We tend to walk through life thinking “It will never happen to me.” As much as we would all love that to be true, the fact that during 2018/2019 in the United Kingdom, there were 581,000 accidents in the workplace according to the Governments statics. 138,000 of these required the injured party to be off work for more than seven days.
Once you have obtained some legal advice they will be able to look at all of the information and advise you on whether you have a solid case to move forward with.
Unfortunately accidents do happen but what do you do when you believe that this could have been avoided by your employer? The good news is that you are not alone and that you are legally entitled to several things.
All Professions Are Entitled.
Whether you are employed full time or part time, a permanent member of staff or just in a temporary position, you are still entitled to the same treatment.
It also doesn’t matter what line of work you are in. Construction worker, NHS staff, Officer workers or Engineers. Everyone deserves to be safe and protected whilst they carry out their job.
Recording the Accident.
The process for an accident, injury or illness at work must be recorded in the company’s accident book.
You, as the injured party, must be the one to detail the injury. You must not be pressured to give an untrue statement and it is important that you do not sign a declaration that you believe to be false.
Initial Medical Treatment.
Your employer must allow you to seek medical attention in the immediate aftermath of the injury.
The First Aider on site would be able to help you decide whether it is your GP you need to see or whether your injury is severe enough that you need treatment at hospital.
Longer Lasting Treatment.
Following on from the immediate medical treatment, if you return to work but still need to attend Out-Patient appointments you legally must be allowed time off for these without risk to your job.
Your employer cannot pressurise you to miss these appointments for fear of being let go from your position.
Return to Work.
If you are not able to return to work straight away, your employer must allow you the time you need to recuperate. Returning to work too early could cause further accidents or injuries.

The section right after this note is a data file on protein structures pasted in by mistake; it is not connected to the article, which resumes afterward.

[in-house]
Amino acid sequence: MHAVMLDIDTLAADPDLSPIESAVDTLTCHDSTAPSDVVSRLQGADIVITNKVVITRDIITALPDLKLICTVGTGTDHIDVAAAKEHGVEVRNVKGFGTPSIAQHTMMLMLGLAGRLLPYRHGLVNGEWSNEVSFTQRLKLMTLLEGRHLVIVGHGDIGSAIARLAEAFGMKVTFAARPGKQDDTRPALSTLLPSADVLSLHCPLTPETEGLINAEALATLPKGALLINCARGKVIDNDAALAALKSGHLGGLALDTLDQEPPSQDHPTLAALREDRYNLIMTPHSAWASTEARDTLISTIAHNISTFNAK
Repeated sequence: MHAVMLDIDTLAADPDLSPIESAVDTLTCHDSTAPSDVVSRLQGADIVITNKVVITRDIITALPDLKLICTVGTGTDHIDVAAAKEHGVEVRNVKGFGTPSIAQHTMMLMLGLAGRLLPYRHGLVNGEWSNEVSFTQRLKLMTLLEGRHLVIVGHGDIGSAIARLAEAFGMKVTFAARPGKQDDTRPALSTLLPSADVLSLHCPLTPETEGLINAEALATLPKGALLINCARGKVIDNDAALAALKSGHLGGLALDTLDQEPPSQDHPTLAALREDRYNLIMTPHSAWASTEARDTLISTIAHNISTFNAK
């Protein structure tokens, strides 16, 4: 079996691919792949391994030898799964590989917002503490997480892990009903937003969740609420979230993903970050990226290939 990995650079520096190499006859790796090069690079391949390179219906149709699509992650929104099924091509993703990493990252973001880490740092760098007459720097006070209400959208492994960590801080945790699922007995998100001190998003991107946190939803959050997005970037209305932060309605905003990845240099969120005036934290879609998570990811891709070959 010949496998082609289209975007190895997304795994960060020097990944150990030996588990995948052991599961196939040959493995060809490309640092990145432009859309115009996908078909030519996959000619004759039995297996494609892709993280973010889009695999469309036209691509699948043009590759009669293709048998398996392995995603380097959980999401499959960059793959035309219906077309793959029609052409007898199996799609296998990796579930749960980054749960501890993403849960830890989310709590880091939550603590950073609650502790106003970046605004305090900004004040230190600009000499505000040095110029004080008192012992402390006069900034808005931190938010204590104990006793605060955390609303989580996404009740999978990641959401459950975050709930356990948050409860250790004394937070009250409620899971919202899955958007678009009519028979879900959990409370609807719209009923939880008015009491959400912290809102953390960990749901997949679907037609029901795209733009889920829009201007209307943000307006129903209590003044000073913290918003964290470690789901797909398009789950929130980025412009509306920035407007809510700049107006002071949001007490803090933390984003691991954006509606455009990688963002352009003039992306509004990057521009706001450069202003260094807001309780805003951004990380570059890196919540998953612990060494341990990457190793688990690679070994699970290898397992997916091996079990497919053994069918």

How much sick pay you are entitled to does vary between employers and will be in your contract with them. However all employees are entitled to Statutory Sick Pay (SSP). You will need to provide your employer with a sick note from your doctor.
As the injured party it is completely at your discretion whether you would like to claim for compensation. If the injury is small and you are able to return to work relatively quickly you may not want to go down this route.
However with injuries that require you to be off work for a significant period of time, causing you loss of earnings and considerable physical and psychological distress this may be something that you want to look into.
All employers have a legal responsibility to keep their staff safe. To be able to claim compensation you would need to be able to prove that it was their negligence that led to your injury.
- Did you have a full induction at the start of your employment?
- Did you have adequate training of any machines and equipment you were required to use?
- Were you provided with the correct Personal Safety and Protective equipment (PPE) that was required to ensure your safety?
- Were the machines and equipment on site maintained properly?
- Does the company have the correct staffing levels with adequate breaks for each member of staff?
- Are there First Aid trained members of staff on site?
- Did your employer act on any previous reports of potential risks that were raised to them?
Many people will worry that they have to choose between making a claim for compensation and their employment. In fact it is illegal for an employer to threaten your job if you make a claim and could be grounds for constructive dismissal. Not only are you protected from being let go from your position, you are also protected from –
- Bullying and harassment.
- Being overlooked for a promotion.
- Being demoted.
- Being discriminated against.
Obviously choosing whether to claim for compensation is a very personal matter and not everyone will want to choose this avenue. However if you do think that you have a claim then you should contact your Solicitor or a Personal Injury Claim Specialists. Most claims need to be made within three years from the date of the accident, although it is always better to proceed earlier rather than later whilst the details are still fresh in your mind.
Once you have obtained some legal advice they will be able to look at all of the information and advise you on whether you have a solid case to move forward with. Many of these specialists work on a no win no fee basis so if you are off work and worrying about the expense of a legal case, you do have options available to you.